Why you can trust this review
As always, nothing influences our recommendations except for the merits themselves. We spent 90 total hours on this project, including field testing and researching forums and other reviews. After compiling an initial list of 27 popular products, we bought the top 16 ourselves. The primary researcher has an electrical engineering degree and has reviewed these kinds of outdoor and emergency products for years.
How we picked
To pick which products to buy for this review, and which are the winners, we first think about what things will be like in an emergency and how you’ll actually use these power banks when you need them most. That context matters, because it leads to choices that are different than for typical business travel, camping, or everyday carry needs.
Lifespan and capacity are more important than convenience. In daily life, most people use these power banks for a quick single-device top-up when they can’t find a wall plug. But in an emergency, you don’t know when you’ll get grid access again, so you’ll want to use your power bank in ways that maximize its storage capacity and long-term health.
High energy density (storage capacity per ounce of weight) that’s portable enough for a go-bag. The main constraint here is weight and size, so the goal is to get as much energy as possible within a power pack that’s still reasonable for extended foot travel.
10,000mAh to 20,000mAh is the current sweet spot of energy density and portability. 7,000mAh options, for example, currently weigh about the same as 10,000mAh options; the lightest of each are around 6oz. On the heavy end, we tried to stay under 12 ounces and had a hard limit of 16 oz / 1 pound.
Avoid fast charging (usually USB-C ports) and use USB-A ports when possible. Due to chemistry quirks, the slower you discharge a power bank, the more of its rated capacity you’ll get out of it. So to stretch the life of your battery, use the plain old vanilla USB-A at 5V/2A (or even lower amperage) whenever you can. Unless you’re really pressed for time, skip any fast charge or high-wattage ports that will drain the bank faster.
Flexibility matters. Your daily-life phone might use the modern and fast charging USB-C. So it’s fine if a daily-life power bank only has a USB-C port and you only carry a USB-C cable. But in an emergency, you want the flexibility to power multiple types of devices with common cables (including gear/cables you may find later), such as rechargeable AA/AAA batteries, headlamps, phones, tablets, and radios. Generally speaking, you have more flexibility with a USB-A port on the battery than a -C, since there are many A-to-B and A-to-C cables but C-to-whatever cables are rare (for now).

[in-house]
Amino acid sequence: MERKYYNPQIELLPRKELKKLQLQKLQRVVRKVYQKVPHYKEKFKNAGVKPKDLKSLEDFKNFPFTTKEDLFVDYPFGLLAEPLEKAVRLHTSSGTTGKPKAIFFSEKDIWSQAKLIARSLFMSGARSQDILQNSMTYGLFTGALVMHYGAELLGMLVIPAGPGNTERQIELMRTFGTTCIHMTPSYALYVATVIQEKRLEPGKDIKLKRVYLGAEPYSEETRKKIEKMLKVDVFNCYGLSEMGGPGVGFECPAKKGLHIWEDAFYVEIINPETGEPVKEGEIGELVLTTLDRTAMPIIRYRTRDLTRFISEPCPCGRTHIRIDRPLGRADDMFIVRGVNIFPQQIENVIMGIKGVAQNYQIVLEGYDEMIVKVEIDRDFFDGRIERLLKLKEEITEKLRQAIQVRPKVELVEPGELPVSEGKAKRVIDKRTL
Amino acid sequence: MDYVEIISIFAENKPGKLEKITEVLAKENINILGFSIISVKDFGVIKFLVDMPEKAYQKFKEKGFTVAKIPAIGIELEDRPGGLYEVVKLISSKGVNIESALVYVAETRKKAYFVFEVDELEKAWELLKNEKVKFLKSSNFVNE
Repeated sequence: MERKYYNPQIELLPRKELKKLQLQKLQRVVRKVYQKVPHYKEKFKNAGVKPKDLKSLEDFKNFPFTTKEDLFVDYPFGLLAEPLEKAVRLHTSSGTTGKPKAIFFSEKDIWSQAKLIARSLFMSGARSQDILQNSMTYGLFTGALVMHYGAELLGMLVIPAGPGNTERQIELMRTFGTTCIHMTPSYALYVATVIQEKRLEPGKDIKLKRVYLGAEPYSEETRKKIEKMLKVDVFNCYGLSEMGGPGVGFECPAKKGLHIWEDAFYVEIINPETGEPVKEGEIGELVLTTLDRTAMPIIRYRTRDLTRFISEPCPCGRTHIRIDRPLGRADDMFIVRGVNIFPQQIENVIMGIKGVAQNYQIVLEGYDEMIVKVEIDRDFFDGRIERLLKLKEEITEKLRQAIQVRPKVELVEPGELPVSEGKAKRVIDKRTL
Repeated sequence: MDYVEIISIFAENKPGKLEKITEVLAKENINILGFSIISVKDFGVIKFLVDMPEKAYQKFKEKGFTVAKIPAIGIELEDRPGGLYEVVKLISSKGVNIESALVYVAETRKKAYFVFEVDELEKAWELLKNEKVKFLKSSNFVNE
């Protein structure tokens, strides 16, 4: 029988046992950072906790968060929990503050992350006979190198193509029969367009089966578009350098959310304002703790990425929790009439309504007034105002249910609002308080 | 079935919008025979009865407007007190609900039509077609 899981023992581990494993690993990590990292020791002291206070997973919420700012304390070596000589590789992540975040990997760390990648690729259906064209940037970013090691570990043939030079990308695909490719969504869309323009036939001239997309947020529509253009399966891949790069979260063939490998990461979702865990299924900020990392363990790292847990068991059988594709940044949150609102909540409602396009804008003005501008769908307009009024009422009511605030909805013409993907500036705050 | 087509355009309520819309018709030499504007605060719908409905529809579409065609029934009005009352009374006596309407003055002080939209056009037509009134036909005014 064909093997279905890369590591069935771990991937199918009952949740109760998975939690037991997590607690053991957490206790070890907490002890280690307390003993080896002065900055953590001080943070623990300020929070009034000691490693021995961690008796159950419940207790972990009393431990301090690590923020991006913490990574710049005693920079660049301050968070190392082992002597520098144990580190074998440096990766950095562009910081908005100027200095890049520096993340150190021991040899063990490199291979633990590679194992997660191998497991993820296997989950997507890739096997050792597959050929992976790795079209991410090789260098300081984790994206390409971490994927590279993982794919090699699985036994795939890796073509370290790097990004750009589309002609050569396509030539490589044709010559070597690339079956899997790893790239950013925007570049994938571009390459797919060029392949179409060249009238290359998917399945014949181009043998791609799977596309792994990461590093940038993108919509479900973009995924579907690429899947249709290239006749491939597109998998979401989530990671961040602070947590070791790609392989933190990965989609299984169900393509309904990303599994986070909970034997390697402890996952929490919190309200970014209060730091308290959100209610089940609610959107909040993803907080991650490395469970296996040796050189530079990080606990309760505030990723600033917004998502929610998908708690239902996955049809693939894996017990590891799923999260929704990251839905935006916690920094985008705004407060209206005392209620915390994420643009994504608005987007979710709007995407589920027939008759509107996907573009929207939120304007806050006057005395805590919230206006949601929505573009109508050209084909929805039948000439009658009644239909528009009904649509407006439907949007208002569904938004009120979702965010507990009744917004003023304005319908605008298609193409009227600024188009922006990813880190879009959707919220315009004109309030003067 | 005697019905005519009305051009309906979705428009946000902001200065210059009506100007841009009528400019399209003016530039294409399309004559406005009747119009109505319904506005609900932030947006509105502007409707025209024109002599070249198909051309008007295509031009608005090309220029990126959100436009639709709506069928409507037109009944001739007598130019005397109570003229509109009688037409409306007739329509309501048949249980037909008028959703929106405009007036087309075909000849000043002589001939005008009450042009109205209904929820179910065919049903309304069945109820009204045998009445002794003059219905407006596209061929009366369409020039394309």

Keep it cool and avoid built-in solar. Batteries hate heat. The cooler they are, the longer they last and the more charge you get out of them. That means, for example, you’ll want to put the power bank underneath the solar charger while in the sun. Some power banks come with a small solar panel built into one side — but we think that’s nuts. You don’t really gain much value by combining the products, yet you risk cooking your battery and run the risks from having two core needs in one breakable/losable product. If we ever find such a combo pack that performs well against the plain competitors, we’ll let you know, since then you can consider the built-in solar as a nice-to-have backup in addition to a standalone panel.
Avoid unnecessary extras and “survival” gimmicks. Keep things simple and focused on the core goal of storing energy. That means you have no need for many higher-end power bank features, like the ability to act as a USB hub. If you need a USB hub, buy a separate dedicated one. Similarly, although “survival” features did impress us on some of the winners, usually the addition of a compass, whistle, etc. is worthless (and a sign of an inferior product trying to bait amateur buyers). Waterproofing, dust proofing, and designs that can handle the outdoors are great, though.
Tip: You can always put a battery bank in a durable and/or waterproof case you buy separately. This usually is just as cost- and weight-effective as if you bought a bank with those features already built in.
How we tested
We tested each battery’s capacity by fully charging it very slowly via a 5V/1A USB-A charger. We followed this 5W charging protocol, instead of a much faster charge that most of the packs support, for two reasons:
- To simulate the kind of output you’d get from a portable solar panel
- The slower you charge a Li-Ion battery, the more it stores
When each battery was fully charged, we then fully drained it by plugging it into a USB load tester set to draw a constant 2 amps. In between the load tester and the charger we placed a data-logging USB multimeter that let us record power, voltage, and total energy draw numbers.